New juice range made from wonky fruit and veg aims to cut waste
A new story has just been published about a range of juice being made from “wonky fruit”:
One of the UK’s largest fresh produce growers has teamed up with a Spanish fruit supplier to create a new product, Waste Not, which will stop edible but visually ‘imperfect’ ingredients such as fresh celery, beetroot and oranges from being dug back into the soil, or used for animal feed. The new juices will go on sale in branches of Tesco.
The move is one of a growing number of innovations to reduce food waste throughout the supply chain, following criticism of supermarkets and suppliers that perfectly good food is being thrown out while UK consumers are relying increasingly on food banks.
It goes on to say:
Supermarket chains have been selling ‘wonky veg’ ranges for some time, at discounted prices to make them more appealing to consumers. In April, Morrisons added wonky chillies to its misshapen fruit and veg range – the same heat and flavour but costing 39% less than standard chillies. Defects include missing stalks, imperfect colour and extreme curves.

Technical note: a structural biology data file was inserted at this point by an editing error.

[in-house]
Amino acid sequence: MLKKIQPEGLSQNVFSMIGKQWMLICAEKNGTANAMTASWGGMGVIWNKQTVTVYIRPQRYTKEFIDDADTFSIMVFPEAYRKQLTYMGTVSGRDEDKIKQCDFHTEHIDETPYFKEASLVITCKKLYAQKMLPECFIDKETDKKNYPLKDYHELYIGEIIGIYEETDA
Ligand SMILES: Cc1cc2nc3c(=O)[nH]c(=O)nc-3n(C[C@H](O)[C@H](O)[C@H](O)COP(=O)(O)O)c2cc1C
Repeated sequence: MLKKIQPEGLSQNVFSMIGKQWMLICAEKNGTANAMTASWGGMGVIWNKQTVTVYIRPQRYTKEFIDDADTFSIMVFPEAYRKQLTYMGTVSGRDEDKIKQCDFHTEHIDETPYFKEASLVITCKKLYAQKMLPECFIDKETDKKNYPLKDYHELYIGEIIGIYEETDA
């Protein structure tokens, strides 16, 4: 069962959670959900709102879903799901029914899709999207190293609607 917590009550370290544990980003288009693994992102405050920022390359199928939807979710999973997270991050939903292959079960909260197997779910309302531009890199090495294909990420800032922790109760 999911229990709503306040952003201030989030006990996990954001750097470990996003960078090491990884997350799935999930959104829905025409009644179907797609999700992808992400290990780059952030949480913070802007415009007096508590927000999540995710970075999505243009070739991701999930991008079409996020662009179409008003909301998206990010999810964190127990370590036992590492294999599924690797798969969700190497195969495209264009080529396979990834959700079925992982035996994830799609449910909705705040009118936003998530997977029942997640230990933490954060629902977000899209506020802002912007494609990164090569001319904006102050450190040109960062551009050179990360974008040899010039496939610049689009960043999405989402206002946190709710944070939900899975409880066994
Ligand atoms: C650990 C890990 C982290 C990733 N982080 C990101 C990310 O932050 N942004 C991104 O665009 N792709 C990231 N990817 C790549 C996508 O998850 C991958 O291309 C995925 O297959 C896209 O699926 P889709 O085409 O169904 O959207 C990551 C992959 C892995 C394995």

Meanwhile, companies such as Rubies in the Rubble specialise in making chutneys and sauces from surplus ingredients that would otherwise go to waste, and in May is launching a new range of ‘vegan-friendly mayonnaise’ (made from aquafaba, the liquid in tinned chick peas) through Ocado.
Soft fruit, root vegetables and salad are particularly prone to waste. One in 10 strawberries in the UK ended up as waste according to a recent study by the government’s food waste reduction advisory body Wrap – equivalent to 10,000 tonnes and valued at £24m. And one in five lettuces were unharvested, with 38,000 tonnes lost with a value of £7m.
It truly seems like an awful lot of fruit is getting wasted simply for not looking right. This is a great solution to this problem.
An added bonus is that the juices will be “cold pressed” and therefore as close to raw and unprocessed as possible. They will also be cheaper than the average juice:
All the fruit and vegetables in the drinks will be cold-pressed – which involves squeezing the juice in small batches instead of heat-pasteurising it. Putting the juice under high pressure in this way maintains freshness.
At £1.50 per 250ml bottle, the range will undercut the premium prices typically charged in the ‘trendy’ cold-press juice drink market and it is hoped that within the first 12 weeks of going on sale will save around 3.5 tonnes of surplus or waste fruit and vegetables.
“These juice drinks are the latest way that we are helping tackle food waste by ensuring as much of the crop as possible gets used,” said Tesco prepared fruit buyer Jo Batty. “The fruit and vegetables being used in the range fall outside the specifications for fresh produce and offer shoppers a great taste.”
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